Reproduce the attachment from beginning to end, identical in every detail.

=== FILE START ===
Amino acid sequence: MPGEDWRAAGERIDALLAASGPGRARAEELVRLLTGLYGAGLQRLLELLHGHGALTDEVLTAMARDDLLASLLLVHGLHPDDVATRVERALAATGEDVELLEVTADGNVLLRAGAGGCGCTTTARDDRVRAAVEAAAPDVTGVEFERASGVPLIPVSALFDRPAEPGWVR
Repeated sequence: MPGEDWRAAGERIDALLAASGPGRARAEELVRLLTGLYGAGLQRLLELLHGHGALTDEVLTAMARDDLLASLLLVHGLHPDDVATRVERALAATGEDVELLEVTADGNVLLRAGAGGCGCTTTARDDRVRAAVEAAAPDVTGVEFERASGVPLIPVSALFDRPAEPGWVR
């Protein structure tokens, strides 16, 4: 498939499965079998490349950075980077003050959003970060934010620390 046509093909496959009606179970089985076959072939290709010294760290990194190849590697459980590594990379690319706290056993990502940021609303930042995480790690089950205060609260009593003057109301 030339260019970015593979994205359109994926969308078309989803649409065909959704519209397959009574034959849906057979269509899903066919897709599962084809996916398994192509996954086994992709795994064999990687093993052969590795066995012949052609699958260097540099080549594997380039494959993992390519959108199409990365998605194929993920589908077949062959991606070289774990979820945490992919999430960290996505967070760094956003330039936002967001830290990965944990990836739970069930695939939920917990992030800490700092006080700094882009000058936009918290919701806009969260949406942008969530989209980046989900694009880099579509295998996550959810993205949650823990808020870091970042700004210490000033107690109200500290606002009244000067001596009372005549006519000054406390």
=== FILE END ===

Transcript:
Amino acid sequence: MPGEDWRAAGERIDALLAASGPGRARAEELVRLLTGLYGAGLQRLLELLHGHGALTDEVLTAMARDDLLASLLLVHGLHPDDVATRVERALAATGEDVELLEVTADGNVLLRAGAGGCGCTTTARDDRVRAAVEAAAPDVTGVEFERASGVPLIPVSALFDRPAEPGWVR
Repeated sequence: MPGEDWRAAGERIDALLAASGPGRARAEELVRLLTGLYGAGLQRLLELLHGHGALTDEVLTAMARDDLLASLLLVHGLHPDDVATRVERALAATGEDVELLEVTADGNVLLRAGAGGCGCTTTARDDRVRAAVEAAAPDVTGVEFERASGVPLIPVSALFDRPAEPGWVR
């Protein structure tokens, strides 16, 4: 498939499965079998490349950075980077003050959003970060934010620390 046509093909496959009606179970089985076959072939290709010294760290990194190849590697459980590594990379690319706290056993990502940021609303930042995480790690089950205060609260009593003057109301 030339260019970015593979994205359109994926969308078309989803649409065909959704519209397959009574034959849906057979269509899903066919897709599962084809996916398994192509996954086994992709795994064999990687093993052969590795066995012949052609699958260097540099080549594997380039494959993992390519959108199409990365998605194929993920589908077949062959991606070289774990979820945490992919999430960290996505967070760094956003330039936002967001830290990965944990990836739970069930695939939920917990992030800490700092006080700094882009000058936009918290919701806009969260949406942008969530989209980046989900694009880099579509295998996550959810993205949650823990808020870091970042700004210490000033107690109200500290606002009244000067001596009372005549006519000054406390």